Magnetic Resonance Imaging (MRI)
Magnetic Resonance Imaging (MRI) is an extraordinary technology that provides a means of "seeing" inside the body in order for doctors to find certain diseases or abnormal conditions. The MRI examination requires specialized equipment that uses a powerful magnetic field, radiofrequency energy and computers to create very clear pictures of internal body structures.
MRI has become the preferred procedure for diagnosing or "ruling out" a large number of potential problems in many parts of the body. In general, MRI creates pictures that can show differences between healthy and unhealthy tissue. Doctors use MRI to examine the brain, spine, joints (e.g., knee, shoulder, wrist, ankle), abdomen, pelvic region, breast, blood vessels, heart and other body parts.
Every year, approximately 10 million patients undergo MRI procedures. MRI has been shown to be extremely safe as long as proper safety precautions are taken. Great care is taken to prevent potentially dangerous objects from entering the MRI system room. MRI facilities have screening procedures that, when carefully followed, will ensure that the MRI technologist and radiologist know about the presence of metallic implants and materials. Check with the MRI technologist or radiologist at the MRI center if you have any questions or concerns about any implanted object or health condition that could impact the MRI procedure.
We are pleased to offer a wide variety of procedures to patients of Mercy Health Saint Mary’s including scans of the following areas:
MRI examinations do not call for any restrictions prior to the start of your test in most cases. However, please inform staff while scheduling your appointment if any of the following apply to you:
- Allergy to iodine
- Aneurysm clips
- Artificial heart valves
- Cochlear implants
- History of diabetes
- History of kidney disease
- Implanted drug infusion device (e.g., insulin pump)
- Metallic implants
- Penetrating injury caused by metal
- Shrapnel or bullet wounds
- Skin tattoos
- Spinal/nerve column stimulators
- Vascular stent
- Other conditions you may think are relevant
All patients will be required to change into hospital regulated gowns for the safety of yourself and the staff as well as the quality of your images. Please arrive 30 minutes prior to your appointment to check-in and fill out necessary paperwork.
Normal medication use is allowed prior to your exam. Staff will ask for a list of these medications, however, so please have one on hand. If IV contrast is required for your exam it will be injected through an IV catheter inserted into your arm.
During the Procedure
Procedures typically take 45 minutes to one hour with images being taken at three to five minute intervals. The imaging itself is very loud and can be alarming to some patients. Ear plugs or earphones with music can be provided to patients requesting them (you may bring your own CD). The area of interest on the body is placed in the middle of a large magnet inside of the MRI tube. You will be required to remain still for the duration of the images and in some cases be asked to hold your breath for up to 30 seconds. An alarm button will be provided to you in case of an emergency during your exam.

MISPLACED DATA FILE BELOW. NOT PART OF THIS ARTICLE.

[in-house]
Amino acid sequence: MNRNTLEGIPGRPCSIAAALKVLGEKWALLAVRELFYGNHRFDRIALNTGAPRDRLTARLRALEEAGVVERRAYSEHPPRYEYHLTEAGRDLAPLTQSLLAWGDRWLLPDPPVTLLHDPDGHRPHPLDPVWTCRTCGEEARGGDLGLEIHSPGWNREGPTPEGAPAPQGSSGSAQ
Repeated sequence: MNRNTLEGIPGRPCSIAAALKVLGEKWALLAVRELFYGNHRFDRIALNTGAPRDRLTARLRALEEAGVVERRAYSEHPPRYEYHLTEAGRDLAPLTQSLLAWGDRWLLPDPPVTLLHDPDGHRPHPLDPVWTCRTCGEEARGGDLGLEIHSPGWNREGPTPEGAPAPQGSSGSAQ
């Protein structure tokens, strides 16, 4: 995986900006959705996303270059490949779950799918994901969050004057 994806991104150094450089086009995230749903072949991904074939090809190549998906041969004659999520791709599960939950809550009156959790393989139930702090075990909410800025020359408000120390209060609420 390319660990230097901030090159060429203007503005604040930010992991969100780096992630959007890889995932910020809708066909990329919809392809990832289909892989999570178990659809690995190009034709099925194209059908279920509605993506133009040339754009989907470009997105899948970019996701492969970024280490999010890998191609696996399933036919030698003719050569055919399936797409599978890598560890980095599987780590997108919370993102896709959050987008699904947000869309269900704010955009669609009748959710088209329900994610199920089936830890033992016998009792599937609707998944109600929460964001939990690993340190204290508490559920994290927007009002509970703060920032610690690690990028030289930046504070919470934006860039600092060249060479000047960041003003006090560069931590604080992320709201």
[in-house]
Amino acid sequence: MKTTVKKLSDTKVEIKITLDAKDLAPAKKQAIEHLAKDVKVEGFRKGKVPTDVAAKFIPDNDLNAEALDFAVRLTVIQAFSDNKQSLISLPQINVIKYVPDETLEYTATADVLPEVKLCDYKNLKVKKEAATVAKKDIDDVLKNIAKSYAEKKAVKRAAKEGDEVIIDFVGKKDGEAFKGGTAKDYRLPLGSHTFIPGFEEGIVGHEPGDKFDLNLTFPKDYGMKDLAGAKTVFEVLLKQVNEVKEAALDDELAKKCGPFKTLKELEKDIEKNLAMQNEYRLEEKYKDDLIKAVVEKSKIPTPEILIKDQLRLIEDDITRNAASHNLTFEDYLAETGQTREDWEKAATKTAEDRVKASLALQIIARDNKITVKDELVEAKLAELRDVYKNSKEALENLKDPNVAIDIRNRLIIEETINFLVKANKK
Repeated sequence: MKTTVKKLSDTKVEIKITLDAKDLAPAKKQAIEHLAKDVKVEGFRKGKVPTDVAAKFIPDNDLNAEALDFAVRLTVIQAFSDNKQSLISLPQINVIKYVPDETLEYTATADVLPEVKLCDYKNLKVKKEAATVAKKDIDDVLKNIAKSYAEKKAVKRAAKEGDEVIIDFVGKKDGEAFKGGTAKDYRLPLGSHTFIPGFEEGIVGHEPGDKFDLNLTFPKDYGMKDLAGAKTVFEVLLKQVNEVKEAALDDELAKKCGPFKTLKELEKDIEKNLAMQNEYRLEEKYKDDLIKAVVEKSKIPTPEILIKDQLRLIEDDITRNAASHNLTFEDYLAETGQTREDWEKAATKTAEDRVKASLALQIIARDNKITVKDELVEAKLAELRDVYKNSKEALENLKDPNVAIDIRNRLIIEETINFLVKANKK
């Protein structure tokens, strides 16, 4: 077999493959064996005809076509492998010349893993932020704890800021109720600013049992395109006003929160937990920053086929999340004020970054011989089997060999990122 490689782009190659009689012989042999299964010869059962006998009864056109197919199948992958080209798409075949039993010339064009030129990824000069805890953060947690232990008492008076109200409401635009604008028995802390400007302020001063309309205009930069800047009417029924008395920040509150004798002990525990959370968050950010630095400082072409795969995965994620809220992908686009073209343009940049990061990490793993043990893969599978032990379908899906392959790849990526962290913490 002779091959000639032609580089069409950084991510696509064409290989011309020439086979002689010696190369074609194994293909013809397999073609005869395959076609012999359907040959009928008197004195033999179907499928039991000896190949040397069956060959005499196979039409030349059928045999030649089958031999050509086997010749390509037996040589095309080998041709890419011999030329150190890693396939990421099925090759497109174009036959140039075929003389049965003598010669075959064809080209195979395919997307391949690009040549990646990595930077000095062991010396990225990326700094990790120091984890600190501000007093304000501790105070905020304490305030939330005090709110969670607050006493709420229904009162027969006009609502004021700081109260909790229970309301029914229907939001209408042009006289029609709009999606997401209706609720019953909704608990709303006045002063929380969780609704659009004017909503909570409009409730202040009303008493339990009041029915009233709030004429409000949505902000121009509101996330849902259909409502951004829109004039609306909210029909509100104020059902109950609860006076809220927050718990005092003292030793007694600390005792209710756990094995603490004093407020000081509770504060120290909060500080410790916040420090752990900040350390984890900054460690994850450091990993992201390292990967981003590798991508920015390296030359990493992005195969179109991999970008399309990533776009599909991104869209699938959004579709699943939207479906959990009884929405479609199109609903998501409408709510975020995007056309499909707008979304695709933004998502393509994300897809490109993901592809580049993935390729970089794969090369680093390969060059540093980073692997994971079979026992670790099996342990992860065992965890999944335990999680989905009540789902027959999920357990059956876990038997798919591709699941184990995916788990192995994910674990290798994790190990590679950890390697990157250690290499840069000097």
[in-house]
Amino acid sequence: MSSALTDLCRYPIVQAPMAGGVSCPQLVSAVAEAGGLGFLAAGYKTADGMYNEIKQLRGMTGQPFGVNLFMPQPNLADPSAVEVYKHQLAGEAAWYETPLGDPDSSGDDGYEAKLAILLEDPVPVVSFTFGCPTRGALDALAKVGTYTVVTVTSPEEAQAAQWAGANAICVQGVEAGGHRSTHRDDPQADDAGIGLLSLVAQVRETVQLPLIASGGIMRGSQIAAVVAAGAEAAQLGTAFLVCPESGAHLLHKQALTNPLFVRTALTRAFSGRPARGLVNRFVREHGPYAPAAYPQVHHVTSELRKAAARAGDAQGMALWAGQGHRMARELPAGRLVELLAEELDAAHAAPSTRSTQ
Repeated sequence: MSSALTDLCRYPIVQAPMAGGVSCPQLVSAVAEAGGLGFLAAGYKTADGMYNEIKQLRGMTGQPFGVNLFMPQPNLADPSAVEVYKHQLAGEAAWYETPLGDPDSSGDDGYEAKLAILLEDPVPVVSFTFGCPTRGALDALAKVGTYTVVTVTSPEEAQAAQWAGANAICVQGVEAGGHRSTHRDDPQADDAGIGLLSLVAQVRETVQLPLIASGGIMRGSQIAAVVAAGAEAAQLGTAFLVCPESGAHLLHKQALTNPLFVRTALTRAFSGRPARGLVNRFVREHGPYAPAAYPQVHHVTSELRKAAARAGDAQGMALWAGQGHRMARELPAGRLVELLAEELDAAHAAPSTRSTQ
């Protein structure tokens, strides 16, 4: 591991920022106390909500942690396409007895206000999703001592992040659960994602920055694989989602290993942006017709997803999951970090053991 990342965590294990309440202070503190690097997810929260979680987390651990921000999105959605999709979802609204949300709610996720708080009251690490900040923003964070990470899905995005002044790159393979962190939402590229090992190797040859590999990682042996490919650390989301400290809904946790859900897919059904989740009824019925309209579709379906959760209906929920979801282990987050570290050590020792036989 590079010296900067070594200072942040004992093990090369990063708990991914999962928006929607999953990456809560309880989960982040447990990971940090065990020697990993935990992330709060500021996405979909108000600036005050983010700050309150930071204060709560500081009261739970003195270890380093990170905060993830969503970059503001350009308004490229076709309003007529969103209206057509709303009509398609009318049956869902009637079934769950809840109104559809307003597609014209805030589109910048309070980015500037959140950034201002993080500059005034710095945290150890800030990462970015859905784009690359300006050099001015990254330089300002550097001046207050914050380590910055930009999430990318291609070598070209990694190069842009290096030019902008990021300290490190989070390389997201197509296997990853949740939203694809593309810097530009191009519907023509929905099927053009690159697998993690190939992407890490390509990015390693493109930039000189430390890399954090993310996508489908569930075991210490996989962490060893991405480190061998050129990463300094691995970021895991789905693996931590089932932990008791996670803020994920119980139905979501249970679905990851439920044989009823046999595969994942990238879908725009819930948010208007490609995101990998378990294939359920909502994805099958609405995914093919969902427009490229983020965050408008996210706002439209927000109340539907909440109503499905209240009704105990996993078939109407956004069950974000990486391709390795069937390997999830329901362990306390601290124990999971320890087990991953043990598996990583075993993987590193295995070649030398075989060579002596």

What if I am Claustrophobic?
Claustrophobia is the fear of being in tight and enclosed spaces. Some patients may experience this during the MRI exam which can cause anxiety, increased heart rate, sweating and nausea. Even patients with extreme claustrophobia are able to have an MRI scan done. There are two options to assist you in your procedures if you are claustrophobic.
Oral sedatives (Valium, Ativan) may be taken by the patient prior to being put through the MRI tube. These must be prescribed by your physician and may not be taken until your arrival in the MRI department. Please do not take the medications prior to coming for your study.
Intravenous sedatives may also be administered through a vein in your arm. This must be arranged in advance by your referring physician.
Patients requiring sedation MUST have a driver with them prior to medications being administered.
Your exam will be read by a board-certified radiologist. (Our technologists are not qualified to interpret or give scan results). The report is usually transferred to your physician within 1 to 2 business days, but additional time may be needed for your physician to review and correlate with other tests that you have had. If you have not heard anything within 5 business days after your exam, you can contact your physician’s office.
We are located at:
Mercy Health Radiology - Saint Mary’s Campus
200 Jefferson Ave SE, 1st Level
Grand Rapids, MI 49503 Map & Directions
Mercy Health Southwest Campus
2373 64th Street SW, 1st Level
Byron Center, MI 49315 Map & Directions
Radiology Services is dedicated to improving patient access and providing the most advanced technology in the market. The 3T Verio MRI is available for use 24 hours per day, seven days a week. Referrals can be made through your physician's office and appointments can be scheduled by calling 616-685-4000.
*Source for Patient Preparation information: University of California San Francisco